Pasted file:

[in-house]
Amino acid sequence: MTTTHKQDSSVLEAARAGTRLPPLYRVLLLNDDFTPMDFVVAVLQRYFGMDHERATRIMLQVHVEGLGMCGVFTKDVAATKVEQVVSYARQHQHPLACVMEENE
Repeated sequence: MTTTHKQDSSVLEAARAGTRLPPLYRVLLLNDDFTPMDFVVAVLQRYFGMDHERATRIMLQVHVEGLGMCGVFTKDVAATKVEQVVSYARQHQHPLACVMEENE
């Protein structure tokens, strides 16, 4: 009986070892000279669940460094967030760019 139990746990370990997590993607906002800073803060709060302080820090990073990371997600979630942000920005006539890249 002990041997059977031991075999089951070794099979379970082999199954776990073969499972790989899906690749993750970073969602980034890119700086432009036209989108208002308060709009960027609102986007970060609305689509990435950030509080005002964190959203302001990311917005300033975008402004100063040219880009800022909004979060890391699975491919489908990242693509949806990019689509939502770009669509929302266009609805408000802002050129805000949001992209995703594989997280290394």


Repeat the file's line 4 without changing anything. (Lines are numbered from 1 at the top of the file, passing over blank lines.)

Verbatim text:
């Protein structure tokens, strides 16, 4: 009986070892000279669940460094967030760019 139990746990370990997590993607906002800073803060709060302080820090990073990371997600979630942000920005006539890249 002990041997059977031991075999089951070794099979379970082999199954776990073969499972790989899906690749993750970073969602980034890119700086432009036209989108208002308060709009960027609102986007970060609305689509990435950030509080005002964190959203302001990311917005300033975008402004100063040219880009800022909004979060890391699975491919489908990242693509949806990019689509939502770009669509929302266009609805408000802002050129805000949001992209995703594989997280290394």